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Aircraft: Mustang Mojo

Jan Tegler

With its Citation Mustang, Cessna will offer business fliers one more reason to join the jet set. Like the other leading light jets—the Sino Swearingen SJ30-2 and the yet-to-be-completed Eclipse 500 and Safire S-26—the Mustang, scheduled for delivery at the end of 2006, travels faster, longer, and higher than any cabin-class turboprop or multipiston aircraft, and it is priced competitively.

Cessna says that the Mustang, in addition to trumping the prop-driven aircraft in every performance category, also holds an advantage over its entry-level jet competitors. “One of the biggest differences [between the Mustang and other light jets] is cabin size,” says Jessica Myers, Cessna’s manager of media relations. “The Mustang offers considerably more headroom and legroom.”

Still, the Mustang is not spacious enough for every turboprop owner. “The reason a guy like me flies a King Air right now is because there’s no other airplane under $4 million that can carry eight people and full cargo for 700 miles,” says Bill Rheinschild, a California real estate developer. While the Mustang can accommodate a maximum of six people—there are two seats in the cockpit, and the quiet and roomy 300-cu-ft cabin has two executive leather seats and an aft bench—the plane carries a price tag of only $2,295,000, which includes flight training. This is well under $4 million, although double the projected prices of the Eclipse and the Safire.


The Mustang cruises at 390 mph, climbs to a ceiling of 41,000 feet, and has a range of 1,500 miles. A pair of Pratt & Whitney Canada PW615 engines powers the jet. Each produces 1,350 pounds of thrust, enabling the Mustang to take off with only 3,120 feet of runway and operate from local airfields as well as airports. However, neither performance nor purchase price is the primary concern for some aircraft owners; the biggest question is operating cost, especially in terms of fuel consumption. “To me it’s not the price of purchase,” says Mike George, who owns an alarm company and flies an Aerostar piston twin. “It’s the price of flying it.”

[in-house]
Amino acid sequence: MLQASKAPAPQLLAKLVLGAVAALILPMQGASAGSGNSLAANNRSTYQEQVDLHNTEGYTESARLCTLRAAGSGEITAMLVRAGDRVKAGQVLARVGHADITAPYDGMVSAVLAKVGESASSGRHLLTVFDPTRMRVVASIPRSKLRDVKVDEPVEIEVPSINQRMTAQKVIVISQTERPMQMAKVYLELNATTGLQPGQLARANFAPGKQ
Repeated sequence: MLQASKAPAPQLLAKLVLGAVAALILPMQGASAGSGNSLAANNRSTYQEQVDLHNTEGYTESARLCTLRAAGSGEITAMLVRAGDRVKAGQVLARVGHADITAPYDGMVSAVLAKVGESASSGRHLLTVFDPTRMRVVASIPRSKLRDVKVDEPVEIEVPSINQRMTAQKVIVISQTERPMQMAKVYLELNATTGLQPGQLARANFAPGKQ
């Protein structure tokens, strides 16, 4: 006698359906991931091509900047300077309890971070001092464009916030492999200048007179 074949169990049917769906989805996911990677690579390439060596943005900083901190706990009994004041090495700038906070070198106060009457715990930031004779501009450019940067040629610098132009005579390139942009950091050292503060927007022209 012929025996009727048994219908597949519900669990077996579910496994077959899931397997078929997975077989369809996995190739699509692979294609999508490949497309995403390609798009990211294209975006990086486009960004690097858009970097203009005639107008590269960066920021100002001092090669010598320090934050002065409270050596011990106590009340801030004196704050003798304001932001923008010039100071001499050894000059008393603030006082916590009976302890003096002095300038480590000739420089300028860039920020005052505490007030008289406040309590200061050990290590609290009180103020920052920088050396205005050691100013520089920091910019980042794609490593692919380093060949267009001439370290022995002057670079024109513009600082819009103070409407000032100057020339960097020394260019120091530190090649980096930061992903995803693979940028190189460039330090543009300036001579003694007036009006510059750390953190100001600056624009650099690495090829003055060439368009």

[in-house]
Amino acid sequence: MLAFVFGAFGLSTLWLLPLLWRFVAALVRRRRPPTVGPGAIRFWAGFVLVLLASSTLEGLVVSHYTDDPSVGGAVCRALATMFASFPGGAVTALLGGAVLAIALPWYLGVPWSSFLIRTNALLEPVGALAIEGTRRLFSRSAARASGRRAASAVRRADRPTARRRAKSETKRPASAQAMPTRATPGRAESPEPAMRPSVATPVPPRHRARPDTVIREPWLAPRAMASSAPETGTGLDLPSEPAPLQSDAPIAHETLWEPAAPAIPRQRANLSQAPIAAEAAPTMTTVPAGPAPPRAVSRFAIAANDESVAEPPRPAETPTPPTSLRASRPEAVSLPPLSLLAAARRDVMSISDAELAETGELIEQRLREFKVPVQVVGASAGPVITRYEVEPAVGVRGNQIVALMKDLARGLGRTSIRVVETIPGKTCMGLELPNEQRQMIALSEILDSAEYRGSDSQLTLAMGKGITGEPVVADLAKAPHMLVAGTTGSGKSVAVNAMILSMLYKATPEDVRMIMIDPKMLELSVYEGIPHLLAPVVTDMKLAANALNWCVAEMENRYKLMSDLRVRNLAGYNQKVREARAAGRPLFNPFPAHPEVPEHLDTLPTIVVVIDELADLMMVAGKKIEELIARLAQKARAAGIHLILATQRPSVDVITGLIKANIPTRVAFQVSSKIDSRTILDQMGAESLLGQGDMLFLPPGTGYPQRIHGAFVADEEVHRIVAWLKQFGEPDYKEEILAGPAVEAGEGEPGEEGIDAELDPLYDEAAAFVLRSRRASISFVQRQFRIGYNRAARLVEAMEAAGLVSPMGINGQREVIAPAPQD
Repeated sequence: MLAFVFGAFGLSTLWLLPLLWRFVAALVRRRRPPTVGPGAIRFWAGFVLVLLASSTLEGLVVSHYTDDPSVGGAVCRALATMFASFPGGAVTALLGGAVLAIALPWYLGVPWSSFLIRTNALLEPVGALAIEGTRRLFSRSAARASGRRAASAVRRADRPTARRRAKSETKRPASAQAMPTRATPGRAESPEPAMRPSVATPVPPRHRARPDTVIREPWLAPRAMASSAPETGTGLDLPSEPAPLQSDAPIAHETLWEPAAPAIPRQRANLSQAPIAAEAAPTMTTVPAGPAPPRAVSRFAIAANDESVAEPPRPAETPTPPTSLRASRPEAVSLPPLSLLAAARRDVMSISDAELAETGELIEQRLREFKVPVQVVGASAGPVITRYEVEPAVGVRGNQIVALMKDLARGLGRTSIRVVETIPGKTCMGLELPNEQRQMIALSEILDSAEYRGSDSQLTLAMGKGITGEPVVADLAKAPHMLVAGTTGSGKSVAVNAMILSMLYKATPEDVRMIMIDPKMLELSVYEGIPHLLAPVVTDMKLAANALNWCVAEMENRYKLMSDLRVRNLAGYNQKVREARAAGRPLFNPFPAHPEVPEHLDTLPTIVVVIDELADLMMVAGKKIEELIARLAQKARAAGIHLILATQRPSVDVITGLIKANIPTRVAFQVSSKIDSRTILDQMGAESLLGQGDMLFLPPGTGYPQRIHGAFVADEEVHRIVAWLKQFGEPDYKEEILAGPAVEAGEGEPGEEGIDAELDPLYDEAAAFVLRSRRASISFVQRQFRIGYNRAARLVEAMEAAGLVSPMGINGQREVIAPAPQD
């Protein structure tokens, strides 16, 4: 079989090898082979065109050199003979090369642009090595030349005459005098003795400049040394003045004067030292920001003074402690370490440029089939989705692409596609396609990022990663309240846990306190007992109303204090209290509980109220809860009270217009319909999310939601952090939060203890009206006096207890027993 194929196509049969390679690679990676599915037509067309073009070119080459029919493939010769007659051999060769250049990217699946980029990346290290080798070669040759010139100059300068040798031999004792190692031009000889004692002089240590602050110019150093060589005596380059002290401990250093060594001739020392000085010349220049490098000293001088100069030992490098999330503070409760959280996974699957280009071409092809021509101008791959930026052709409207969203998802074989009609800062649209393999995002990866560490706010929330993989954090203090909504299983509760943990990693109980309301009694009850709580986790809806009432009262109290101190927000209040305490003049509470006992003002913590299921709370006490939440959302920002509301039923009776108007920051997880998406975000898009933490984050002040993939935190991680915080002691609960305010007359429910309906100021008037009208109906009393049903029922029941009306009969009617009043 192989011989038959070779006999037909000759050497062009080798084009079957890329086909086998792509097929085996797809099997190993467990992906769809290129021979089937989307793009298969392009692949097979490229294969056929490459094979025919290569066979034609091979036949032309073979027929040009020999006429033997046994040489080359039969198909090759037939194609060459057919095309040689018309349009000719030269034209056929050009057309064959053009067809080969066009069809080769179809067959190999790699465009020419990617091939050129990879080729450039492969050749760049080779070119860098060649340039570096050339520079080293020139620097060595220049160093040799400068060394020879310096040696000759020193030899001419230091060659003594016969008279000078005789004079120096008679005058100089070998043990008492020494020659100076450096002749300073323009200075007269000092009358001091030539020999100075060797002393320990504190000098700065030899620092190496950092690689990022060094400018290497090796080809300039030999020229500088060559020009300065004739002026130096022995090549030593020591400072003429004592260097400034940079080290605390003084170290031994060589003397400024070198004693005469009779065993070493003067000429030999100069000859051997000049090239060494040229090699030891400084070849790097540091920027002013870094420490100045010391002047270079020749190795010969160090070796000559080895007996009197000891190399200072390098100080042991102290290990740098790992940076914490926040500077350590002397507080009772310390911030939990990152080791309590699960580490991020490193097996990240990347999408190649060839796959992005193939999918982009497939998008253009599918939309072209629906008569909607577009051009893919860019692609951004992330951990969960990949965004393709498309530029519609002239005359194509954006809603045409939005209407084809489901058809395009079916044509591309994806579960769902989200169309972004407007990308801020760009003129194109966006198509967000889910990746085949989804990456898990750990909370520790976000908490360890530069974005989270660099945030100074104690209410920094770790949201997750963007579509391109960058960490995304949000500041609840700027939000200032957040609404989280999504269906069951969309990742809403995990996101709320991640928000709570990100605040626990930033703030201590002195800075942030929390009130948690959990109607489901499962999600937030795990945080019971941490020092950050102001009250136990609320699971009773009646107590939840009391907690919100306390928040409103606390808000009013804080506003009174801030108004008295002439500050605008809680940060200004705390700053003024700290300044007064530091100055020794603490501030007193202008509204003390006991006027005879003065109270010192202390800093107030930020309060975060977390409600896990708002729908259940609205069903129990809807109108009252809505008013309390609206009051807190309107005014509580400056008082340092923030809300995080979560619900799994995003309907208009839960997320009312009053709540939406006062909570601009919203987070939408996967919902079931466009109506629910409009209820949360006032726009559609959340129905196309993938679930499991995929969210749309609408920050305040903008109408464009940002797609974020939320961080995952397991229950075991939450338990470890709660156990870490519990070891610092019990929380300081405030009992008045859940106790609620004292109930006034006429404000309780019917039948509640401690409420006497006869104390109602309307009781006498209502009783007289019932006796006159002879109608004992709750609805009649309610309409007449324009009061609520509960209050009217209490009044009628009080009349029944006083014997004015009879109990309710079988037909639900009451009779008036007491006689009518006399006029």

Because the aircraft has not yet been built, Cessna cannot offer any specific figures, but it claims that the jet’s operating cost will be well below that of a twin-engine turboprop. “As a point of reference, consider our other entry-level jet, the Citation CJ1 [a slightly larger jet than the Mustang], which is often compared to the [twin turboprop] King Air C90 in terms of performance,” says Myers. “In a typical 1,000-mile trip, the CJ1 will arrive nearly 90 minutes sooner than the King Air and will use virtually the same amount of fuel.”

Conklin & de Decker, a general aviation consulting firm, concurs that the cost of operation per nautical mile of Cessna’s six-passenger CJ1 is less than the cost of twin turboprops such as the King Air B200 and C90, and just slightly greater than the cost associated with the single-engine Pilatus PC-12 and Socata TBM 700 turboprops. Says David Wyndam, a Conklin & de Decker partner, “If the Mustang can come in under the cost of a C90 or other turboprops in its class per nautical mile, it could be competitive.”
With more than 300 orders (half of them from U.S. owners) placed to date, the Mustang is already competitive. If Cessna’s operating cost claims prove accurate, this light jet could become dominant.

Cessna, www.cessna.com

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